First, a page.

Facebook will be WPP's second-biggest media relationship by 2017, Martin Sorrell predicted at a panel session in Cannes Lions festival last week.
He was speaking at an event held by the The Wall Street Journal on News UK’s boat and in conjunction with The&Partnership.
Sorrell said that last year, on behalf of its clients, WPP spent $4 billion with Google and $1 billion with Facebook.
Sorrell, who met with Google during the week, said this spend would increase to around $5 billion to $5.5 billion this year.
But WPP’s predicted spend on Facebook had rocketed by 68% to $1.7 billion this year.
If Facebook continued on its current trajectory, Sorrell said, "I would guess that Facebook will be our second-biggest media relationship after Google, probably by 2017."
Last year, WPP's second biggest media relationship was News Corp/Fox, with whom it spent around $2.5 billion.
The discussion also covered the issue of measurement of digital campaigns — and how it was still inadequate.
PepsiCo president, global beverage group, Brad Jakeman said the methodology of measurement has not changed in the past 50 years. He said he recently looked at one of the old brand-equity questionnaires that Pepsi used to use "for shits and giggles."
Jakeman said, "I was terrified. It might as well have been Survey Monkey. I thought, 'Wow — we made billion dollar decisions based on this data, which is antiquated at best.' Metrics have not kept pace with the changes."
Advertising not a direct sales technique
In fact, Jakeman argued, "Ad blocking is the best thing that has happened to this industry" because it will drive the industry to act more like entertainment brands.
"I don’t believe that the role of advertising is to sell things, it’s to make things more saleable."
He said it was incredibly hard to demonstrate how an ad directly led to product being bought: "Consumers don’t see a car ad and then jump into a dealership. It’s a multi-faceted decision."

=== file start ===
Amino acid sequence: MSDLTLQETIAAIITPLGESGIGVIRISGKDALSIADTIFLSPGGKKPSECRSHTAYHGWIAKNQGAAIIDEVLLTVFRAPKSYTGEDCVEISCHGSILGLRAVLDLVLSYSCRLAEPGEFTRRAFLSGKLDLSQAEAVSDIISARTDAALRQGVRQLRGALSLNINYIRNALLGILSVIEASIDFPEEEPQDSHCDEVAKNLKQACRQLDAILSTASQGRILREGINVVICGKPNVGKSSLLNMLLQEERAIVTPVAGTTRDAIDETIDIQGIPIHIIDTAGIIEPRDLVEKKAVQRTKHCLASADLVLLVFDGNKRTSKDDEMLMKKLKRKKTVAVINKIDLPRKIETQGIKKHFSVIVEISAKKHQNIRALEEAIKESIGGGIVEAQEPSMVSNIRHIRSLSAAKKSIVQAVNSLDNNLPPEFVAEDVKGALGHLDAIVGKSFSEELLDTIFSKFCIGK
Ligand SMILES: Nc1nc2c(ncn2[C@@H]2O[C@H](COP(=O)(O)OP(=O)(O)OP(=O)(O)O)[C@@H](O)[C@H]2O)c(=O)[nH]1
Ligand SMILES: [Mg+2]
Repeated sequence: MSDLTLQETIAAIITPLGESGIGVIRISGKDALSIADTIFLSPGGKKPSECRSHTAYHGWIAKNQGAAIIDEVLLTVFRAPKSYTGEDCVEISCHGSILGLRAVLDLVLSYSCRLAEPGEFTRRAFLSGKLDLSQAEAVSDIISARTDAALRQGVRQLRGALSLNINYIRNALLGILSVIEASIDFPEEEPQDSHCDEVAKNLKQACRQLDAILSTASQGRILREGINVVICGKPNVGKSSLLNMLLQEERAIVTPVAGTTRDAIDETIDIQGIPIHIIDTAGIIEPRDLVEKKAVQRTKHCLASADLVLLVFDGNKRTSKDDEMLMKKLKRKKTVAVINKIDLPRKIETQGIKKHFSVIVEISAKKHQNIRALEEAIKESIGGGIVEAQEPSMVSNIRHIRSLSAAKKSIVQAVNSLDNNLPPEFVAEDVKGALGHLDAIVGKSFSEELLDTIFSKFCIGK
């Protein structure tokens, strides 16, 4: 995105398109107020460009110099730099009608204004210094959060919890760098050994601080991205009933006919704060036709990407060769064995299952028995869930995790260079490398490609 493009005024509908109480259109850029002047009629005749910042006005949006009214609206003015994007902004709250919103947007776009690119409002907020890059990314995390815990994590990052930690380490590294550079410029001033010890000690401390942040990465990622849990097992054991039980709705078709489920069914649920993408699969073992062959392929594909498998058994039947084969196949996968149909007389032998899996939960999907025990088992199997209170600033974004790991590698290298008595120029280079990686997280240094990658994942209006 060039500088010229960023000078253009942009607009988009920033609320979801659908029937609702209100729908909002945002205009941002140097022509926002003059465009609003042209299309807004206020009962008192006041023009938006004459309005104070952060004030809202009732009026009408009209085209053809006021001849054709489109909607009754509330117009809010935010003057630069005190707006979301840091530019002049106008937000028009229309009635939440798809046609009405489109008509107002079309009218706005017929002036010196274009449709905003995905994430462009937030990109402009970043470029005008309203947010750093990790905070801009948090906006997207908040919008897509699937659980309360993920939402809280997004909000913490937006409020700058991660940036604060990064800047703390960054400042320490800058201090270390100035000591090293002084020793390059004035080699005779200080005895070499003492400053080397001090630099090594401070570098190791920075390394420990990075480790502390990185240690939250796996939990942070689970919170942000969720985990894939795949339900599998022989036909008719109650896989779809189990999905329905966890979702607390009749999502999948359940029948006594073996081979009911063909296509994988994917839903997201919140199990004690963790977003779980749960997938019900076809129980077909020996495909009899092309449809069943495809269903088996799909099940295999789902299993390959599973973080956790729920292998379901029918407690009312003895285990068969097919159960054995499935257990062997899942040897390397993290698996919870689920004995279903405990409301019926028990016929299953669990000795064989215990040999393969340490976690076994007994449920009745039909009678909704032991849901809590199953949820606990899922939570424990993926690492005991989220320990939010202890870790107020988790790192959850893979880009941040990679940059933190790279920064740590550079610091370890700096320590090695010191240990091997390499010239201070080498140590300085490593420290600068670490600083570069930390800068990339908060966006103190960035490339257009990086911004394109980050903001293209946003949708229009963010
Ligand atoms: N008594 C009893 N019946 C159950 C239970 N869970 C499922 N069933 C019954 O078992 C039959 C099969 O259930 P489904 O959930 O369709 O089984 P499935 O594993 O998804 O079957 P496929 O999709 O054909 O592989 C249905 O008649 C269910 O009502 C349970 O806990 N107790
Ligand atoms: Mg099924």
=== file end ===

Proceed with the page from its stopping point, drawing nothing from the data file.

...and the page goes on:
Jakeman said the industry could learn from Hollywood and Bollywood, who "have always focused on producing amazing content that consumers want to seek out, not screen out."
Arguing that the industry had created the current situation by producing poor advertising, Jakeman said the old systems had allowed clients to be lazy. "We just write a check. We fool ourselves that people love [what we are producing]. We’ve brought this [ad blocking] upon ourselves.
"This festival celebrates 0.5% of the work that got made," he said. "The other 99.5% of the work is generally crap. Most of it is digital landfill — crap content that gets produced quickly and cheaply and doesn’t connect. We’re living in an age where consumers just don’t tolerate that."
"It’s a great wakeup call. It will drive us to think like entertainment brands in how we get consumers to fall in love with our brands. It’s going to be painful for a while, but ultimately it will take our industry to a better place," he said.
What Jakeman believes agencies can help with is storytelling — in particular, helping to get consistent stories.
The idea that it does is harmful, he believes. "It’s incredibly naïve, it takes us to content that is incredibly left brain — like direct-response ads."
Instead brands should focus on creating content that consumers love. This, he said, is similar to the early days of advertising, when brands were not producing 30-second TV ads, but were sponsoring soap operas.
He believes that there will be a shift from brands buying space from media and tech platforms, to selling content to them — one reason why Pepsi has set up its own content studio.
This article first appeared on campaignlive.co.uk.